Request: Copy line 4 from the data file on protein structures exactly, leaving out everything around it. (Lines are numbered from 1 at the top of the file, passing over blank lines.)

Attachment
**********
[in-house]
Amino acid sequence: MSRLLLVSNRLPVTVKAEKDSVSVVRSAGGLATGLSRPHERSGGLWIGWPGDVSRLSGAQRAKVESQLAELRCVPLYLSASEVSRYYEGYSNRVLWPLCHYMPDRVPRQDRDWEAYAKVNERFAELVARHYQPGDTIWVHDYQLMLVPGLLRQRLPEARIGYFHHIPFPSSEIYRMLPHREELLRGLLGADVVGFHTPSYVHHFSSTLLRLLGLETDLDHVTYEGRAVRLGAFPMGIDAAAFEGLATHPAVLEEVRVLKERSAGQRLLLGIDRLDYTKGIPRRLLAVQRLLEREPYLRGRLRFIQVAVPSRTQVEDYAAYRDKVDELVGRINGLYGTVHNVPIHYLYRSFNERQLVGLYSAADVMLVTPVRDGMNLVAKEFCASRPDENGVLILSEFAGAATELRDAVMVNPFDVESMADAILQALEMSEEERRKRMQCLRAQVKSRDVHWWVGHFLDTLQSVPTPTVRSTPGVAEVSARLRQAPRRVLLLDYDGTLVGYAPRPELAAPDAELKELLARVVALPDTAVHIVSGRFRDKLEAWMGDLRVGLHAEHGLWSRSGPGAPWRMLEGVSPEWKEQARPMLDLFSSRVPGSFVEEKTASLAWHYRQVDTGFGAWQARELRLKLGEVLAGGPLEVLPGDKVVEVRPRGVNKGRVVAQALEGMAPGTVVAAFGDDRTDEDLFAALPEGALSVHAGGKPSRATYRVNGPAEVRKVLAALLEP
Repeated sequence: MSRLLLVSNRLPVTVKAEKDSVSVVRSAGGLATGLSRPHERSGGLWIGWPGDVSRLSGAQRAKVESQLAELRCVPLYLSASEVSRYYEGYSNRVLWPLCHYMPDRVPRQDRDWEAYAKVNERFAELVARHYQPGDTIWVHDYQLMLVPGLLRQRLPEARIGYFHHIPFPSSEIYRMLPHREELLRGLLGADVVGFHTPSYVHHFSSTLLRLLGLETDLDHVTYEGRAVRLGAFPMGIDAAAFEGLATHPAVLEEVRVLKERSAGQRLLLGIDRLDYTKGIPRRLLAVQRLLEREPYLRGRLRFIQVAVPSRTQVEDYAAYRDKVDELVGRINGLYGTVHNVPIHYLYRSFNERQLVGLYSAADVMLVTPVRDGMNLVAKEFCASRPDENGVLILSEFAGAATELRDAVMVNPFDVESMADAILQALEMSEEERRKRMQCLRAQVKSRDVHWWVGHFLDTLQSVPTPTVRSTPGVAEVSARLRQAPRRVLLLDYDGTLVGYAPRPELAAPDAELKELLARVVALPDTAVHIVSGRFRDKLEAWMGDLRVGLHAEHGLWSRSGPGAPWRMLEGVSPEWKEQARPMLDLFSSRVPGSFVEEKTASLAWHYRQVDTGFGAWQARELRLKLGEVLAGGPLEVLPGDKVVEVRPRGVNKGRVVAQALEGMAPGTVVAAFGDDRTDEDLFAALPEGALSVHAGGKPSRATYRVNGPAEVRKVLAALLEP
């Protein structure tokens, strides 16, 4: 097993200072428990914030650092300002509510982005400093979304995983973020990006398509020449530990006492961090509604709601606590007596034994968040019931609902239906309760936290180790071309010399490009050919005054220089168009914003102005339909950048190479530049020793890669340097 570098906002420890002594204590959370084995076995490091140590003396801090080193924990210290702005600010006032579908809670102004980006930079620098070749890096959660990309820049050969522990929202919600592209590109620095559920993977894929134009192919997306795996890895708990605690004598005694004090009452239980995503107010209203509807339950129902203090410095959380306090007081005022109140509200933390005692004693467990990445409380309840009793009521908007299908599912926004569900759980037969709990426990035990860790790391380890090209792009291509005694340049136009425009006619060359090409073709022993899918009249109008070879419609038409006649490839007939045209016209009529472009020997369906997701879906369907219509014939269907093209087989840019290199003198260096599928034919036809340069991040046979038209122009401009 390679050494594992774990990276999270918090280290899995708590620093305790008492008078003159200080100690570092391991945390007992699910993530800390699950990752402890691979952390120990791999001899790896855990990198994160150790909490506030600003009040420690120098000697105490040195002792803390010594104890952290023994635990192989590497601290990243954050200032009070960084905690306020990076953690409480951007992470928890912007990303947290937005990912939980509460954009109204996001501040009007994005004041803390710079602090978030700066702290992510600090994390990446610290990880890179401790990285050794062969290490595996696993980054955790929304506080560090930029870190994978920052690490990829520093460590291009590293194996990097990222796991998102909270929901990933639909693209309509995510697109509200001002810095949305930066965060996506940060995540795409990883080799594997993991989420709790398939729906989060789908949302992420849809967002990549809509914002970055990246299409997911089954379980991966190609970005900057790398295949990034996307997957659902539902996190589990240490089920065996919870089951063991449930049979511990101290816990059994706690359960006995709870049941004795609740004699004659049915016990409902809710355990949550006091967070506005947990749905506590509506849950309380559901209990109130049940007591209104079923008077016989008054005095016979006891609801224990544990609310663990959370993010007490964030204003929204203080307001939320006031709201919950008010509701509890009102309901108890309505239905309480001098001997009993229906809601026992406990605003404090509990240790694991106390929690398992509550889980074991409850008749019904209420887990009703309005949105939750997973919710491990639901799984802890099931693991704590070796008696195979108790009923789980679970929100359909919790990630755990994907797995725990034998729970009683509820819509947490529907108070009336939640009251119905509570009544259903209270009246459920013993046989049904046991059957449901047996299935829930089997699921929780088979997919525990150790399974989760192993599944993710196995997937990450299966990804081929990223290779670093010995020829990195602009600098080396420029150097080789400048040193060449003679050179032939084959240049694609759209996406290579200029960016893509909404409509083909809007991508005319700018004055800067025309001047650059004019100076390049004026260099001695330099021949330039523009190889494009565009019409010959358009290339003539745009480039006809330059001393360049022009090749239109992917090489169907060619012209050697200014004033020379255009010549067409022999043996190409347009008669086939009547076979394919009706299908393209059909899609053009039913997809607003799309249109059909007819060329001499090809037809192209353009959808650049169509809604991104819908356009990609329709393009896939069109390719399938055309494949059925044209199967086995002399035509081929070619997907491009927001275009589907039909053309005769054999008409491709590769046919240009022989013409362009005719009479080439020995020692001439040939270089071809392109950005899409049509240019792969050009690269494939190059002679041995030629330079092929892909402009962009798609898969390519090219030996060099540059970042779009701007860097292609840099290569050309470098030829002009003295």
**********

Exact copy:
């Protein structure tokens, strides 16, 4: 097993200072428990914030650092300002509510982005400093979304995983973020990006398509020449530990006492961090509604709601606590007596034994968040019931609902239906309760936290180790071309010399490009050919005054220089168009914003102005339909950048190479530049020793890669340097 570098906002420890002594204590959370084995076995490091140590003396801090080193924990210290702005600010006032579908809670102004980006930079620098070749890096959660990309820049050969522990929202919600592209590109620095559920993977894929134009192919997306795996890895708990605690004598005694004090009452239980995503107010209203509807339950129902203090410095959380306090007081005022109140509200933390005692004693467990990445409380309840009793009521908007299908599912926004569900759980037969709990426990035990860790790391380890090209792009291509005694340049136009425009006619060359090409073709022993899918009249109008070879419609038409006649490839007939045209016209009529472009020997369906997701879906369907219509014939269907093209087989840019290199003198260096599928034919036809340069991040046979038209122009401009 390679050494594992774990990276999270918090280290899995708590620093305790008492008078003159200080100690570092391991945390007992699910993530800390699950990752402890691979952390120990791999001899790896855990990198994160150790909490506030600003009040420690120098000697105490040195002792803390010594104890952290023994635990192989590497601290990243954050200032009070960084905690306020990076953690409480951007992470928890912007990303947290937005990912939980509460954009109204996001501040009007994005004041803390710079602090978030700066702290992510600090994390990446610290990880890179401790990285050794062969290490595996696993980054955790929304506080560090930029870190994978920052690490990829520093460590291009590293194996990097990222796991998102909270929901990933639909693209309509995510697109509200001002810095949305930066965060996506940060995540795409990883080799594997993991989420709790398939729906989060789908949302992420849809967002990549809509914002970055990246299409997911089954379980991966190609970005900057790398295949990034996307997957659902539902996190589990240490089920065996919870089951063991449930049979511990101290816990059994706690359960006995709870049941004795609740004699004659049915016990409902809710355990949550006091967070506005947990749905506590509506849950309380559901209990109130049940007591209104079923008077016989008054005095016979006891609801224990544990609310663990959370993010007490964030204003929204203080307001939320006031709201919950008010509701509890009102309901108890309505239905309480001098001997009993229906809601026992406990605003404090509990240790694991106390929690398992509550889980074991409850008749019904209420887990009703309005949105939750997973919710491990639901799984802890099931693991704590070796008696195979108790009923789980679970929100359909919790990630755990994907797995725990034998729970009683509820819509947490529907108070009336939640009251119905509570009544259903209270009246459920013993046989049904046991059957449901047996299935829930089997699921929780088979997919525990150790399974989760192993599944993710196995997937990450299966990804081929990223290779670093010995020829990195602009600098080396420029150097080789400048040193060449003679050179032939084959240049694609759209996406290579200029960016893509909404409509083909809007991508005319700018004055800067025309001047650059004019100076390049004026260099001695330099021949330039523009190889494009565009019409010959358009290339003539745009480039006809330059001393360049022009090749239109992917090489169907060619012209050697200014004033020379255009010549067409022999043996190409347009008669086939009547076979394919009706299908393209059909899609053009039913997809607003799309249109059909007819060329001499090809037809192209353009959808650049169509809604991104819908356009990609329709393009896939069109390719399938055309494949059925044209199967086995002399035509081929070619997907491009927001275009589907039909053309005769054999008409491709590769046919240009022989013409362009005719009479080439020995020692001439040939270089071809392109950005899409049509240019792969050009690269494939190059002679041995030629330079092929892909402009962009798609898969390519090219030996060099540059970042779009701007860097292609840099290569050309470098030829002009003295």